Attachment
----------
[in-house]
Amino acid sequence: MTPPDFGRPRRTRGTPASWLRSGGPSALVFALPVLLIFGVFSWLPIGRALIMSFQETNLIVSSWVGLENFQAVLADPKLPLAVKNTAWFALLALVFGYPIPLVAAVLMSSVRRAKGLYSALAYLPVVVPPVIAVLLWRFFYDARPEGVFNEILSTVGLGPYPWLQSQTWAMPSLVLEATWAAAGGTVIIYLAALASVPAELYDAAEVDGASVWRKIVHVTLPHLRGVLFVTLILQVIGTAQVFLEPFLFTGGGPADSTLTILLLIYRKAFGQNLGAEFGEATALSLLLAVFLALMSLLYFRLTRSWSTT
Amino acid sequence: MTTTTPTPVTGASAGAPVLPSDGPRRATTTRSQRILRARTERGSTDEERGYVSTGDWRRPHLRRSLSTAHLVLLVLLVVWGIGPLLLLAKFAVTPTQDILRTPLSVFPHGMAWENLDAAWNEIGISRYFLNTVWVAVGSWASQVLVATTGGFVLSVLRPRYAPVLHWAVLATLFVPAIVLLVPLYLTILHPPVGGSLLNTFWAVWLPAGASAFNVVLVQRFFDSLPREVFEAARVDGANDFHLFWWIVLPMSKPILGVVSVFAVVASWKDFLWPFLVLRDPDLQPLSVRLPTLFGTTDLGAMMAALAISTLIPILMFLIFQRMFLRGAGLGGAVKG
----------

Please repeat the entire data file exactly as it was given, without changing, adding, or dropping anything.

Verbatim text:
[in-house]
Amino acid sequence: MTPPDFGRPRRTRGTPASWLRSGGPSALVFALPVLLIFGVFSWLPIGRALIMSFQETNLIVSSWVGLENFQAVLADPKLPLAVKNTAWFALLALVFGYPIPLVAAVLMSSVRRAKGLYSALAYLPVVVPPVIAVLLWRFFYDARPEGVFNEILSTVGLGPYPWLQSQTWAMPSLVLEATWAAAGGTVIIYLAALASVPAELYDAAEVDGASVWRKIVHVTLPHLRGVLFVTLILQVIGTAQVFLEPFLFTGGGPADSTLTILLLIYRKAFGQNLGAEFGEATALSLLLAVFLALMSLLYFRLTRSWSTT
Amino acid sequence: MTTTTPTPVTGASAGAPVLPSDGPRRATTTRSQRILRARTERGSTDEERGYVSTGDWRRPHLRRSLSTAHLVLLVLLVVWGIGPLLLLAKFAVTPTQDILRTPLSVFPHGMAWENLDAAWNEIGISRYFLNTVWVAVGSWASQVLVATTGGFVLSVLRPRYAPVLHWAVLATLFVPAIVLLVPLYLTILHPPVGGSLLNTFWAVWLPAGASAFNVVLVQRFFDSLPREVFEAARVDGANDFHLFWWIVLPMSKPILGVVSVFAVVASWKDFLWPFLVLRDPDLQPLSVRLPTLFGTTDLGAMMAALAISTLIPILMFLIFQRMFLRGAGLGGAVKG